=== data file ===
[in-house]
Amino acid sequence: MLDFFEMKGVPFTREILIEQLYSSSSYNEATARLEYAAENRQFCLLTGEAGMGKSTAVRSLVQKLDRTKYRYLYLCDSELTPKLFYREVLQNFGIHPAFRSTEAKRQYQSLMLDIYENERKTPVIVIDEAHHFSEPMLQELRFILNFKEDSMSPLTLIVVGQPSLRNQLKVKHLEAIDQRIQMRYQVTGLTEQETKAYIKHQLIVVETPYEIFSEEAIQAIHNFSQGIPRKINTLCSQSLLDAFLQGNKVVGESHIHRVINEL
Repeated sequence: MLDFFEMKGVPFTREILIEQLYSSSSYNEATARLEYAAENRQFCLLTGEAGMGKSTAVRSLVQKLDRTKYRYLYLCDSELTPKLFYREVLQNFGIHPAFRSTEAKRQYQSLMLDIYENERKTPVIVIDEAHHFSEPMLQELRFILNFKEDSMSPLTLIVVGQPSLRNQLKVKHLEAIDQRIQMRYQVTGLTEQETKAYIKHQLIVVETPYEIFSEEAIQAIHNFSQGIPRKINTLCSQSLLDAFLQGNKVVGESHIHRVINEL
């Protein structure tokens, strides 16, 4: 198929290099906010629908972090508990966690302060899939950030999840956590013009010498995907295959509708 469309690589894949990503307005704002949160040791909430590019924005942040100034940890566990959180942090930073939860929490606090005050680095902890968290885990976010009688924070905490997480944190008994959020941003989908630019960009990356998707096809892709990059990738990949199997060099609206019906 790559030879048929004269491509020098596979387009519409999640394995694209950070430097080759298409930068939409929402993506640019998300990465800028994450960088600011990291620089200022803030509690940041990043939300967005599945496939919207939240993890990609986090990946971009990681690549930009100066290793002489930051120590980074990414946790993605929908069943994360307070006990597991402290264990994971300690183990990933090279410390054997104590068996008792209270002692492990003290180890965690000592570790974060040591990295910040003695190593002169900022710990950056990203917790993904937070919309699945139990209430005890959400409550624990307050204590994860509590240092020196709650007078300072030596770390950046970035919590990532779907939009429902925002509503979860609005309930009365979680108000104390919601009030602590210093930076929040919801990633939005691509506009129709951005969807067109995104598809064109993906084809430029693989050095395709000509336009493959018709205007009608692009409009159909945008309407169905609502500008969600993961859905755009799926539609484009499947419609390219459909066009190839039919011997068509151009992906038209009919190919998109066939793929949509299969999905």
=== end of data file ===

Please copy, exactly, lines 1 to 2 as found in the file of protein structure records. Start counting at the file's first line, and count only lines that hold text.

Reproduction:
[in-house]
Amino acid sequence: MLDFFEMKGVPFTREILIEQLYSSSSYNEATARLEYAAENRQFCLLTGEAGMGKSTAVRSLVQKLDRTKYRYLYLCDSELTPKLFYREVLQNFGIHPAFRSTEAKRQYQSLMLDIYENERKTPVIVIDEAHHFSEPMLQELRFILNFKEDSMSPLTLIVVGQPSLRNQLKVKHLEAIDQRIQMRYQVTGLTEQETKAYIKHQLIVVETPYEIFSEEAIQAIHNFSQGIPRKINTLCSQSLLDAFLQGNKVVGESHIHRVINEL